`In My Father's House . • •
Querelle of Brest. By Jean Genet. (Blonji, 30s.)
`EvEurruiNo within me turns worshipper.' In Jean Genet's works there is always this note of adoration. Even the graffiti which he sees scratched upon prison walls serve to remind him of the inscriptions carved upon temples. Or, in The Miracle of the Rose, when he looks at the curls that have matted over a murderer's forehead, he immediately recognises the cunning cruelty of the twists which must have made up the crown of thorns. There is a twofold mean- ing in every creature, a literal and a mystical, and it is with this twofold meaning that Genet deeply concerns himself once again in Querelle of Brest; moreover, now as in the past, it is a concern that brings both the erotic and the spiritual into close alliance with each other.
When his new book opens, Lieutenant Seblon's warship lies anchored in the Roads off Brest, and his longing for Georges Querelle mounts with each day; yet no sooner has the able-bodied seaman rebutted his advances on the grounds that he is suffering from a dose of clap, than the lieutenant's vivid vision of 'an ulcerated penis' becomes instantly linked with that of 'a guttering Easter candle to which five grains of incense had become encrusted.' The passage is highly characteristic: the ideal Genet reader must have both a strong stomach and a taste for religious imagery that is heavily baroque. St Theresa of Avila's delight when the angel plunged a golden dart into her and the assault left her aflame with Divine Love is an ex- perience that Genet fully understands. He also offers a number of variations on it.
The new book pretends to be fiction; but it is so shot through with private fantasies and autobiographical asides that it reads far more as a continuation of the ideas touched upon in The Thief's Journal than as a novel in its own right. There is the same concern with violence, murder and sacrifice. It is full, too, of religious speculations. On the last page, the madam of a brothel dreams of her lovers and sees them all united as one—`They is singing.' Would it be too far-fetched to see in that use of is a develop- ment of the doctrine that in Christ 'we are all one'? In Our Lady of the Flowers Genet accepts the idea of a classical mythology in which a god became a swan, just as he accepts the Christian idea of a God descending as a dove. He carries this theme of redemption further when he in- cludes the thieves and pimps that he adopts as his own, as coming within the Divine Provenance, even at the time when they ply their own par- ticular trades. 'For a gigolo who cruises the tea- rooms, perhaps [God] has a way that theology has not yet catalogued, perhaps He chooses to be a tearoom.' And again in Querelle of Brest he elaborates the passive and active roles in the homosexual relationship—thus adding, he believes, another dimension to the orthodox Christian view of love and marriage.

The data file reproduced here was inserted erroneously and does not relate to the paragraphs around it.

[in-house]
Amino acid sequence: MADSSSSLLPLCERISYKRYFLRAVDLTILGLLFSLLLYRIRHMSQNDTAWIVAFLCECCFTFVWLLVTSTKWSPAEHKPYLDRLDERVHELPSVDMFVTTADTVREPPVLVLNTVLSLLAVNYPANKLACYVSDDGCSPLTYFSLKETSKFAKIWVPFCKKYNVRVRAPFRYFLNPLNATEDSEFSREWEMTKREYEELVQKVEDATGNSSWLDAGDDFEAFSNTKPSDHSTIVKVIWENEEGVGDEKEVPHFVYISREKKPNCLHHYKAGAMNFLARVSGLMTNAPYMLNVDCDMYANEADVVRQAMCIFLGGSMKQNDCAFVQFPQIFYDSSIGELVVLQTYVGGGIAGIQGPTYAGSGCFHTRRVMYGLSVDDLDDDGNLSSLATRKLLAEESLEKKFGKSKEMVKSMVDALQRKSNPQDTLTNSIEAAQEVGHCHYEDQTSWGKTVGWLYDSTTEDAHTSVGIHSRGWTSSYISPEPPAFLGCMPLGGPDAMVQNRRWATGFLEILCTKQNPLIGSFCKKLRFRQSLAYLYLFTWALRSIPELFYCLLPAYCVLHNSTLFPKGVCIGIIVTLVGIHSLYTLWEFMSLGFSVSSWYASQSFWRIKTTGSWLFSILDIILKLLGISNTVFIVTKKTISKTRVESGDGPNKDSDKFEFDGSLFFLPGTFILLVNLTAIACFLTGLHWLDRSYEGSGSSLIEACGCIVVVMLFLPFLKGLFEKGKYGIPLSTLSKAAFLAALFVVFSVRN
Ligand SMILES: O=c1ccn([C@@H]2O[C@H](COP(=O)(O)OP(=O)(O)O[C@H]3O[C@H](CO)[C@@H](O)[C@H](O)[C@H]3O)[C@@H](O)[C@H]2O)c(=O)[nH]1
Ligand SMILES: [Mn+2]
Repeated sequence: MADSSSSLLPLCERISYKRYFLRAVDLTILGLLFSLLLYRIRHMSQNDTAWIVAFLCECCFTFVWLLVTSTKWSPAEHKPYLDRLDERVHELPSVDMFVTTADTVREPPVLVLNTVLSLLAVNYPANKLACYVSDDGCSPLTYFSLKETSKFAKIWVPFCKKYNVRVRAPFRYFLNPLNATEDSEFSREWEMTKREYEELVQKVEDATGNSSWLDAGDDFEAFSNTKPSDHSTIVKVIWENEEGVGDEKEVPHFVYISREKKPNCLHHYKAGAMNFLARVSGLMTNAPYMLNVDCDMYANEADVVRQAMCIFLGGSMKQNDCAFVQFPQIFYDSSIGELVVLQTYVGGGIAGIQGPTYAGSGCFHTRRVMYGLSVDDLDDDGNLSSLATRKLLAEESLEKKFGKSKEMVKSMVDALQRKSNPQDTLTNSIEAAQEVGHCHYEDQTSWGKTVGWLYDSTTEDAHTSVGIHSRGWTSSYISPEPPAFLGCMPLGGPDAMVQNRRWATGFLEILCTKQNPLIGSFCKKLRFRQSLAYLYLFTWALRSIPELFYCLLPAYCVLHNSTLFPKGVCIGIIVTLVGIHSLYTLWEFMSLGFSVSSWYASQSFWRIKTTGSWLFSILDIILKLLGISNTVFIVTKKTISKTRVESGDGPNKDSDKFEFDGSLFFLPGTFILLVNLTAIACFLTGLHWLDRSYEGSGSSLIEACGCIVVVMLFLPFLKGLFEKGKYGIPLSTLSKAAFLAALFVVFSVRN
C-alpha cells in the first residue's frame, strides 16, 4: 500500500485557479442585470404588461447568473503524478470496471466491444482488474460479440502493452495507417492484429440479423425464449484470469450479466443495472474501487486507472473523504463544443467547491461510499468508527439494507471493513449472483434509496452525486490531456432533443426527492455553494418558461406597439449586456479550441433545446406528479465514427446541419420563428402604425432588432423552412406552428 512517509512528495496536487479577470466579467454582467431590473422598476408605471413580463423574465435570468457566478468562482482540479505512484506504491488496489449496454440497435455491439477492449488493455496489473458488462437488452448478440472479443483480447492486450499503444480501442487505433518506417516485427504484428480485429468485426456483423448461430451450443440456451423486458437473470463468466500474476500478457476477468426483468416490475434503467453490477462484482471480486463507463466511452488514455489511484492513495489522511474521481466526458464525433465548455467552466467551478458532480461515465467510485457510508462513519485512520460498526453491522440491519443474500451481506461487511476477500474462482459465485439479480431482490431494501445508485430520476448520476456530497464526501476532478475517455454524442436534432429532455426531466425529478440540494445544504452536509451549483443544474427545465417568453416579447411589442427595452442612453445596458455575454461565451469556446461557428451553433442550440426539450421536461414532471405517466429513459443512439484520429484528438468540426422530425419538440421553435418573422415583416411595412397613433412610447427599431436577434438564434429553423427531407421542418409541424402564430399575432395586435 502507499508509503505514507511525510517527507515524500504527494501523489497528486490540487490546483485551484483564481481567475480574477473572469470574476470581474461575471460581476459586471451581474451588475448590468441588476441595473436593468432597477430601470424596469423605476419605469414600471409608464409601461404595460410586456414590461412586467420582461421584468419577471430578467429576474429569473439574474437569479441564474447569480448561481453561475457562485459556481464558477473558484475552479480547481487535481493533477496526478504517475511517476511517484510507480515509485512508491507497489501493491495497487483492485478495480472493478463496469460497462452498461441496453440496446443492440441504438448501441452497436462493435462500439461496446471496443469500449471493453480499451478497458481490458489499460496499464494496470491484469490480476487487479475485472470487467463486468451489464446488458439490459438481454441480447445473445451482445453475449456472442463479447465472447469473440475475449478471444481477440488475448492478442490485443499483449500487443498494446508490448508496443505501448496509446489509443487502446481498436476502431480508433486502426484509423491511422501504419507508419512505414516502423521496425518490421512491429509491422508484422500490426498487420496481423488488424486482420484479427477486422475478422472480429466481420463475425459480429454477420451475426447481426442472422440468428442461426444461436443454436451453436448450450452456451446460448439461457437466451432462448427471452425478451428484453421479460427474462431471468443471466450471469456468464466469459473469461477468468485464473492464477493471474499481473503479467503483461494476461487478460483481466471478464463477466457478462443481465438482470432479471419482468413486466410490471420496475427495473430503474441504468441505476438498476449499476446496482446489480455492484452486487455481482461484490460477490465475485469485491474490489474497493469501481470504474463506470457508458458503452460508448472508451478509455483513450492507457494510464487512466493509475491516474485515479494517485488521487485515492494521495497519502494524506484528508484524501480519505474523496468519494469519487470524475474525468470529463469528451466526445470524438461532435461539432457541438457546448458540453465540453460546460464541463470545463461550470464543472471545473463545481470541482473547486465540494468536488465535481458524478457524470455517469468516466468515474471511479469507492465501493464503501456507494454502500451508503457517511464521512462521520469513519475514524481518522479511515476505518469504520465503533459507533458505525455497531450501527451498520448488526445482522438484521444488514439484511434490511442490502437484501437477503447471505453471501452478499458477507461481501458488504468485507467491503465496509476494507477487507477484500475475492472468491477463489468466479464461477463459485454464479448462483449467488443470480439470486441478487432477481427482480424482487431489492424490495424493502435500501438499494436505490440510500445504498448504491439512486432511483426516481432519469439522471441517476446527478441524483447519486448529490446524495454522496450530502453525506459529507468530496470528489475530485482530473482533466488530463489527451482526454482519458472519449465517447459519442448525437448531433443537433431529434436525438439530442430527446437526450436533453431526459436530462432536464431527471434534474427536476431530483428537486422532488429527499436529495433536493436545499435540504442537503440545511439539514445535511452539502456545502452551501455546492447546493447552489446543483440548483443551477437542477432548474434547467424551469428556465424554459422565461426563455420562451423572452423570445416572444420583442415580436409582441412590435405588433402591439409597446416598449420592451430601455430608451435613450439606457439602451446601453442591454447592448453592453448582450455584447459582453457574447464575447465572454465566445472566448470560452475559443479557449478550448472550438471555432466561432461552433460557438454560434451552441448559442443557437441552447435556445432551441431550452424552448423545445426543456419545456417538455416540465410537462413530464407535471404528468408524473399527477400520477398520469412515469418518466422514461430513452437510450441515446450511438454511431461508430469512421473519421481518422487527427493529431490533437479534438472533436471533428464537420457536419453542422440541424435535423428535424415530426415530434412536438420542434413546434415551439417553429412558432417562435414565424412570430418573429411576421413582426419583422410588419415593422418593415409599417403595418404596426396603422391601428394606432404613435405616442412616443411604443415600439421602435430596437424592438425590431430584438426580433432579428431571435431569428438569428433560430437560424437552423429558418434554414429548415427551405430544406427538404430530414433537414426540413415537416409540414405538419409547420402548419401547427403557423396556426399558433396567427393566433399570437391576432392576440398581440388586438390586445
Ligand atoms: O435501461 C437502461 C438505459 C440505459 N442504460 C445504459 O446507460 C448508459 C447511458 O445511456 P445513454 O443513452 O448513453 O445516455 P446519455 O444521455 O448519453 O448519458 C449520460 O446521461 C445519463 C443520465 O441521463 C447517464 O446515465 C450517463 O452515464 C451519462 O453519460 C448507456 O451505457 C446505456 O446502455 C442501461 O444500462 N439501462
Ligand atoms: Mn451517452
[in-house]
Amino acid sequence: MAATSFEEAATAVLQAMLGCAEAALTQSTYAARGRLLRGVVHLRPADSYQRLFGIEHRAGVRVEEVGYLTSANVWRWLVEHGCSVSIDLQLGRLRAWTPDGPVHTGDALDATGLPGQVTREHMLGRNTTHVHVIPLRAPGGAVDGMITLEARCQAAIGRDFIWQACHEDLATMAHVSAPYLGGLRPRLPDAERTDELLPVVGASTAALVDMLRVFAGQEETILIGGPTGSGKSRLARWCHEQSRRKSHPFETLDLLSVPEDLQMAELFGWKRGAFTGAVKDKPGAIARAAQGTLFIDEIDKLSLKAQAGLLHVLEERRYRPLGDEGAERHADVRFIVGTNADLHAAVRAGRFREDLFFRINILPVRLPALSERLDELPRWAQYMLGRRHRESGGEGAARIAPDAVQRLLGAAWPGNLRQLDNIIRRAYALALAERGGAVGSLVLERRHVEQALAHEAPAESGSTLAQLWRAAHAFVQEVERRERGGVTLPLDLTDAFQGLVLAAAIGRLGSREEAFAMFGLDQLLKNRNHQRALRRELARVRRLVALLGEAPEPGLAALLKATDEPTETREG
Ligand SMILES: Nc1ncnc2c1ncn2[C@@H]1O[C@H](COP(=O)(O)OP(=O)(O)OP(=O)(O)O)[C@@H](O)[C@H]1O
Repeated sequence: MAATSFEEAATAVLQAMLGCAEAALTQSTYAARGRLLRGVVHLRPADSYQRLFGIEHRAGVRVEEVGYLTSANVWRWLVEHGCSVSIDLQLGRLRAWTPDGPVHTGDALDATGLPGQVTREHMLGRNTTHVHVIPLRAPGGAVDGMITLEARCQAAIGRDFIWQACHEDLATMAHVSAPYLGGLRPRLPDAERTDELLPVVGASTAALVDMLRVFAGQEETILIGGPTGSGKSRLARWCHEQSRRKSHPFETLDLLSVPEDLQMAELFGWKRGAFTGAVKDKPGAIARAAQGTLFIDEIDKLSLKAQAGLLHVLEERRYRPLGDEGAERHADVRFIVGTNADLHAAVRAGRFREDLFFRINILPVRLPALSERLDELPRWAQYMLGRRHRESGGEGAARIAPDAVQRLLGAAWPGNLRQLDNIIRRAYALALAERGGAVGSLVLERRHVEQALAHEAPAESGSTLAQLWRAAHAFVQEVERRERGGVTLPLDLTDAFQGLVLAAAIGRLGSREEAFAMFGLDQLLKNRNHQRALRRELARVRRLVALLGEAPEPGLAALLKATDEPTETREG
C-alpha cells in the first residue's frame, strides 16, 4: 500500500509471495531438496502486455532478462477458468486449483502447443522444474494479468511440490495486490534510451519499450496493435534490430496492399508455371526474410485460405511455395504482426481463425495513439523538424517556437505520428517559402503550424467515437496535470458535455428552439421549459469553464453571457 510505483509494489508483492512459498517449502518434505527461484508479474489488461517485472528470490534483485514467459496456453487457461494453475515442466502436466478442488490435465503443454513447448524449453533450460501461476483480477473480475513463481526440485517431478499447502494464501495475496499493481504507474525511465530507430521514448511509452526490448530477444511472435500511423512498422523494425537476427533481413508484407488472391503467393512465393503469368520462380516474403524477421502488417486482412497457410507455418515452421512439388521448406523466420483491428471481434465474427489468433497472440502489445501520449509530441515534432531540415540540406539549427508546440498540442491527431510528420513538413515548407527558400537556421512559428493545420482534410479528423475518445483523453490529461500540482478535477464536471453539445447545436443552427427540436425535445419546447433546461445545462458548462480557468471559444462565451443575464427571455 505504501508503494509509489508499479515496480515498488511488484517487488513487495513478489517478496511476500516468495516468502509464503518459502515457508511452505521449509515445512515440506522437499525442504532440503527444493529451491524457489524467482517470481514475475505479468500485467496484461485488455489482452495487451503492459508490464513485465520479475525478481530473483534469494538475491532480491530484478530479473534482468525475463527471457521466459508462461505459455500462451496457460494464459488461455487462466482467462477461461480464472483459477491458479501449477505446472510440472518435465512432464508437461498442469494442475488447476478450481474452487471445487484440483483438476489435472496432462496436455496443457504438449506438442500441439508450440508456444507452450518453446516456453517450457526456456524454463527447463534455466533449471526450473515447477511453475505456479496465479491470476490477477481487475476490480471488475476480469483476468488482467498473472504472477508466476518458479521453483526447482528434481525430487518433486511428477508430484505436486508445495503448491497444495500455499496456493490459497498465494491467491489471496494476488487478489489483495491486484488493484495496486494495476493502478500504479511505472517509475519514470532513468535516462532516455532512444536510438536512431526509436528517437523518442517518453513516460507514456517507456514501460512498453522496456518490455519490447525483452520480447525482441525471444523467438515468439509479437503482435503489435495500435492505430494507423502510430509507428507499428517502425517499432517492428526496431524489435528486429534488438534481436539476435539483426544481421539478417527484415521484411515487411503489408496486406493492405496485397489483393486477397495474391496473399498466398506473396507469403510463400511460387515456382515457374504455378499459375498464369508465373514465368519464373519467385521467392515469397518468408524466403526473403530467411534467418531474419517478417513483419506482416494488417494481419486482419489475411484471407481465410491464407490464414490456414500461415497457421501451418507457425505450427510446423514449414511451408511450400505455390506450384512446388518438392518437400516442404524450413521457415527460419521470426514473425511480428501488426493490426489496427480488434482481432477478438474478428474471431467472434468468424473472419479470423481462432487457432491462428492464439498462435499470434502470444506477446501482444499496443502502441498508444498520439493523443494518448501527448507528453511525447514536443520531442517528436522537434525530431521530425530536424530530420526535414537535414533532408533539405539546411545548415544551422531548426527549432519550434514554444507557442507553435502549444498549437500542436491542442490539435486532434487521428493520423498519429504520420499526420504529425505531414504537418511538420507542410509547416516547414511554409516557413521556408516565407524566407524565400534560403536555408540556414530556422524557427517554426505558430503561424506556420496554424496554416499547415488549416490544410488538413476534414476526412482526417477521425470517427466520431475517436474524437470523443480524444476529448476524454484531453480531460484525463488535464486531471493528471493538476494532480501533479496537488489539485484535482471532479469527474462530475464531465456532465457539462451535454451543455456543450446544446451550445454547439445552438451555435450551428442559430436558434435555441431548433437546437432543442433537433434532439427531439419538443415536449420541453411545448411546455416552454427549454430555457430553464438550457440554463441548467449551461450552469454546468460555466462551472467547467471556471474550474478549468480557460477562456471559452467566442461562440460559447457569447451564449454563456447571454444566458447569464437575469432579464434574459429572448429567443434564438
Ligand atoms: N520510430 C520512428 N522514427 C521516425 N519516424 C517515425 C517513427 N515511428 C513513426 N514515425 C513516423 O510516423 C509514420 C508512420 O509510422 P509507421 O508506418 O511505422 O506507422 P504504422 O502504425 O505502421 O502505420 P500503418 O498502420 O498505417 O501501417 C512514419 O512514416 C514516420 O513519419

Yet Genet will not be tied down by such direct classification, and what emerges so force- fully in all his writings is not just the repetition of Christ's teaching that 'in my Father's house there are many mansions,' but the acceptance in blind faith that there exist mansions which Catholic theology has not yet catalogued. Before now, poets and novelists have prepared the way for theologians, and at times so concentrated and so charged does Genet's thought become in Querelle of Brest that it is as though you could almost touch the sweat breaking out on his brow as he writes. Gregory Streatham's translation captures all the subtleties of the French, and there are many passages which are a pleasure to quote: 'The pale light of the day "undid" the room, as one says that a woman undoes her hair, or that a face is undone. . .
In spite of the quality of the rapaciousness and lust—the corruption by both the establish- ment and the outsider, the characters in Genet's books all share a burning, tempestuous passion to live. For them, to do good or evil is part of the human condition—and to sin is better than to do nothing, because it means to exist. On the final count, Querelle of Brest stands for a great cry of affirmation on the side of life.